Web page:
Flow as a Doorway to Magic

Harlequin’s Riddle is not your typical fantasy. There’s actually not a droplet of magic in it. Mina, the central character, doesn’t learn magic. There is no speaking of spells, hand waving or use of wands anywhere in any of the books.  There are some fantastic books out there that use this sort of overt magic. But I went in a different direction. What interests me is thinking about what magic already exists in the world. We forget how incredible life is, taking for granted all the wondrous things that happen every day. This is especially true for people. Their minds are complex, their lives are fascinating and their achievements can be staggering.

I’m particularly interested in creativity, and how that shapes people. Or, as becomes evident in my book, how people use their creative abilities to shape the world. Art, in whatever form, can change the way we think about things. It can take us out of the moment, transporting us so completely that we forget who we are. It can help us to empathise and connect with others, or heal long-held hurts.

About Flow

In my explorations in creativity over the years I’ve noticed a recurring theme, which is that when people do their creative practice, whatever that might be, they go into a different state, or mindset. Mihaly Csikszentmihalyi, a psychology professor, calls this state ‘flow’. In this state creators become completely absorbed in whatever they are doing. The requirements of the real world (food, ego etc.) fall away in place of a sense of fulfilment. This state can be very productive. Csiszentmihalyi also says the “whole being is involved”.

Flow and Writing

Many writers have had the experience of working on a piece, and having some sort of inexplicable or unusual experience, such as a character ‘coming to life’ and taking control of the story. Or writing about a place they’ve never been to, only to discover when they get there or see photos of it that they’ve described things with an uncanny accuracy. This is what fascinates me about flow – what if it is an opportunity to tap into a different mental state that links you in some way to something bigger than yourself? This was an idea I wanted to play with in my book.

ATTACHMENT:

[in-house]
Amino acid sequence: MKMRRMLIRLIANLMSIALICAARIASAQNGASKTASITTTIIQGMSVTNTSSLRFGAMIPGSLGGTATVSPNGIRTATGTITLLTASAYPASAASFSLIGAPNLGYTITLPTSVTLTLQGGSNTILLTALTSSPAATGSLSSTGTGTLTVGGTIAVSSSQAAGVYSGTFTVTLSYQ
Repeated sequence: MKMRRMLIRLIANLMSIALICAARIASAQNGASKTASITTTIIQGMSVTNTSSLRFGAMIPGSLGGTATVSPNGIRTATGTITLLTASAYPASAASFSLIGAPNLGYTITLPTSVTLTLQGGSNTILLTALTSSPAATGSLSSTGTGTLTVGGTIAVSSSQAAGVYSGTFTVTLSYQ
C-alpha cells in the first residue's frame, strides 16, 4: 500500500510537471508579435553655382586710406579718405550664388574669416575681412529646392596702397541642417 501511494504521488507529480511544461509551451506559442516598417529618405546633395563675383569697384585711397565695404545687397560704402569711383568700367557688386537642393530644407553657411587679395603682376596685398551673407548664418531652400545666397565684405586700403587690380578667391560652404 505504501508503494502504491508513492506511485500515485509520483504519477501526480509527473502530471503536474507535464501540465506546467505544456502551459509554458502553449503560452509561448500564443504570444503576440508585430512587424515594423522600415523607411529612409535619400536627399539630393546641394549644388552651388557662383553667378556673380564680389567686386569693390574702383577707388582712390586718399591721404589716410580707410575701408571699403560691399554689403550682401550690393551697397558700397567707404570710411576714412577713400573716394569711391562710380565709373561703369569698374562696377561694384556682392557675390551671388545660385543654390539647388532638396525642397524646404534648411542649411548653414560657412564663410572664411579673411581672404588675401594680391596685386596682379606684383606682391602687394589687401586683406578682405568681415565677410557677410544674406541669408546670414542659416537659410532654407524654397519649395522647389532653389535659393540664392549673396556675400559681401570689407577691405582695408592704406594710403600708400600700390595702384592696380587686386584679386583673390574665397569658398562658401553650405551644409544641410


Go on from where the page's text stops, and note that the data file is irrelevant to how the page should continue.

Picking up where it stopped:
Flow in Tarya

In Harlequin’s Riddle I take this idea of flow as a starting point to the fantastical elements of the story. Rather than a doorway to a different mental state, creativity becomes a literal doorway – to a place called Tarya. It is a place that sits beside the real world. There are spiritual aspects to Tarya, but it is not just a separate realm, like heaven. Events that happen in Tarya can have an effect on the real world. Mina, the central character of the book, discovers she is able to reach Tarya when she tells stories. But more importantly, she is able to bring aspects of her stories into being for her audience.

Writers are endlessly fascinated by the writing process. Sometimes it can definitely feel like it is magic. Having a heroine who can do interesting things with her stories is so much fun as a writer. I’d like to think there’s a little bit of me in Mina – or a little bit of Mina in me. But she may have other ideas…

If you’d like to learn more about Mina’s abilities, sign up to my email list (see the bottom of the page) and I’ll send you a free short story that tells you Mina’s back story.

 

 

Post Author: Rachel Nightingale

Rachel Nightingale is an author, playwright, educator, and re-enactor. She considers stories and creativity to be fundamental to being human.